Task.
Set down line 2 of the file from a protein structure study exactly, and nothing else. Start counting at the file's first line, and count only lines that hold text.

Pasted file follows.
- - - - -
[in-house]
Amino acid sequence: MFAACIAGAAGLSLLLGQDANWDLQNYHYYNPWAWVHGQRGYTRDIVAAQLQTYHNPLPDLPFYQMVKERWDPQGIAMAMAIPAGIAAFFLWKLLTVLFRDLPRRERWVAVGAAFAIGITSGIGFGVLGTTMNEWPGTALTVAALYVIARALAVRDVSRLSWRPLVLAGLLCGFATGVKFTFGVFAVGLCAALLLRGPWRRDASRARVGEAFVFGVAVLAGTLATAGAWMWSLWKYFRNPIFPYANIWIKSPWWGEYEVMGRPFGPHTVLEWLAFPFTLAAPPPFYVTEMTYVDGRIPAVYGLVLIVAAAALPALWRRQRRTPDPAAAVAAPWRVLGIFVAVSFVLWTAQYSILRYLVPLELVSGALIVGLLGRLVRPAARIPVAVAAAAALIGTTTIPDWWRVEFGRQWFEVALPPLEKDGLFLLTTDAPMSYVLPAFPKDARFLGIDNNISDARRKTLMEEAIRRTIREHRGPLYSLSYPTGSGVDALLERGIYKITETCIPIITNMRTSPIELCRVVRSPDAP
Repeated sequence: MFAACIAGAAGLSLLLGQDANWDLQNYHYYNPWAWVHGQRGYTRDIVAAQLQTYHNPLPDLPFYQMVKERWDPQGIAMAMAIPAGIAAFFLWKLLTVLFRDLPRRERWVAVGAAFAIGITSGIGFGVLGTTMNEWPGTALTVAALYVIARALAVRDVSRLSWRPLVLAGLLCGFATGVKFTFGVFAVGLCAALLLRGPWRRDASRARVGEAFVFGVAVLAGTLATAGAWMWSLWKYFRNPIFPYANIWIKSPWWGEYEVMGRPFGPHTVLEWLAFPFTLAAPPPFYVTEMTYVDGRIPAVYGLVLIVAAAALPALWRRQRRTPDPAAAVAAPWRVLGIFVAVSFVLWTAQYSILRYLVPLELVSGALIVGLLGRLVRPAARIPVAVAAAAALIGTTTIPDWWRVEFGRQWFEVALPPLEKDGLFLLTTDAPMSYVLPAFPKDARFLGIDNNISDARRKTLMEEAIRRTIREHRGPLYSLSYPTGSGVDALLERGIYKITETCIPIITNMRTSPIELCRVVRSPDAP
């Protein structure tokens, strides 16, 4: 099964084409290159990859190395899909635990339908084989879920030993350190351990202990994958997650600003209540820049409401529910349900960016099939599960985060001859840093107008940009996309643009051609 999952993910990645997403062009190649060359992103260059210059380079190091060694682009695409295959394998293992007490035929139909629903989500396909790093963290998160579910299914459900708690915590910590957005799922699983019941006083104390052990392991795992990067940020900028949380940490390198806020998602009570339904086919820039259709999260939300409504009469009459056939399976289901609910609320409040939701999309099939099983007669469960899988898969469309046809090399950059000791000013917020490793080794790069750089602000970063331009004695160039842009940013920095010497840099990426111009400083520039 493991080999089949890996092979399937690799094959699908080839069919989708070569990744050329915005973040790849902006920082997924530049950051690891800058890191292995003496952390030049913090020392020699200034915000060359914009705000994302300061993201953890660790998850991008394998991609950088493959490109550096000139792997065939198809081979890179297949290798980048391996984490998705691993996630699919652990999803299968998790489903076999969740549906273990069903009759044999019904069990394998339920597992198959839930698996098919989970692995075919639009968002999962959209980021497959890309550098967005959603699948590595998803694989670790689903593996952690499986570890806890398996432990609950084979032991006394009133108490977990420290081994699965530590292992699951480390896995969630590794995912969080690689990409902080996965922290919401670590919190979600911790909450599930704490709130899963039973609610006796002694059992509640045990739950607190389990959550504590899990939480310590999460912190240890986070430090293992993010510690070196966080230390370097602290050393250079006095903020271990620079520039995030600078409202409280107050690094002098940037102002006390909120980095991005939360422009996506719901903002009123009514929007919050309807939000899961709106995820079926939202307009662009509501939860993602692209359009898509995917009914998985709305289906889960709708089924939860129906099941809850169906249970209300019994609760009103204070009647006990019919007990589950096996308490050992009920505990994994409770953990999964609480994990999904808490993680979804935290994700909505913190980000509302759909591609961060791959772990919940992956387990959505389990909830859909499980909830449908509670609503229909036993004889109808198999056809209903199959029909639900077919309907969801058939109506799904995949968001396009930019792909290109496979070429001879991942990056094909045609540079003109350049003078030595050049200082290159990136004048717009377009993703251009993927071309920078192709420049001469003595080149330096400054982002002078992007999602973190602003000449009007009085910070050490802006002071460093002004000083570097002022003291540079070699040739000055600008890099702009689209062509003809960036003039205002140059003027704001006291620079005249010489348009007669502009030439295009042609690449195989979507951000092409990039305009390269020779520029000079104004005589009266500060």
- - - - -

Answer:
Amino acid sequence: MFAACIAGAAGLSLLLGQDANWDLQNYHYYNPWAWVHGQRGYTRDIVAAQLQTYHNPLPDLPFYQMVKERWDPQGIAMAMAIPAGIAAFFLWKLLTVLFRDLPRRERWVAVGAAFAIGITSGIGFGVLGTTMNEWPGTALTVAALYVIARALAVRDVSRLSWRPLVLAGLLCGFATGVKFTFGVFAVGLCAALLLRGPWRRDASRARVGEAFVFGVAVLAGTLATAGAWMWSLWKYFRNPIFPYANIWIKSPWWGEYEVMGRPFGPHTVLEWLAFPFTLAAPPPFYVTEMTYVDGRIPAVYGLVLIVAAAALPALWRRQRRTPDPAAAVAAPWRVLGIFVAVSFVLWTAQYSILRYLVPLELVSGALIVGLLGRLVRPAARIPVAVAAAAALIGTTTIPDWWRVEFGRQWFEVALPPLEKDGLFLLTTDAPMSYVLPAFPKDARFLGIDNNISDARRKTLMEEAIRRTIREHRGPLYSLSYPTGSGVDALLERGIYKITETCIPIITNMRTSPIELCRVVRSPDAP